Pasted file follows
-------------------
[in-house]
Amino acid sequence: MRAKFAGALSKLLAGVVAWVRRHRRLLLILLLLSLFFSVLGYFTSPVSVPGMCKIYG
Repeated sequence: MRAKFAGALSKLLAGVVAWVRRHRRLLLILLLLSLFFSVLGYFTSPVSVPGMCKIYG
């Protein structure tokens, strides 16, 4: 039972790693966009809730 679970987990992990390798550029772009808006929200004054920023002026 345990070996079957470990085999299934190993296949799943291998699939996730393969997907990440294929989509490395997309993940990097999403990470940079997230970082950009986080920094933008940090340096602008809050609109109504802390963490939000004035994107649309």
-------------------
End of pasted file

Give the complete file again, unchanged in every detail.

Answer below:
[in-house]
Amino acid sequence: MRAKFAGALSKLLAGVVAWVRRHRRLLLILLLLSLFFSVLGYFTSPVSVPGMCKIYG
Repeated sequence: MRAKFAGALSKLLAGVVAWVRRHRRLLLILLLLSLFFSVLGYFTSPVSVPGMCKIYG
């Protein structure tokens, strides 16, 4: 039972790693966009809730 679970987990992990390798550029772009808006929200004054920023002026 345990070996079957470990085999299934190993296949799943291998699939996730393969997907990440294929989509490395997309993940990097999403990470940079997230970082950009986080920094933008940090340096602008809050609109109504802390963490939000004035994107649309």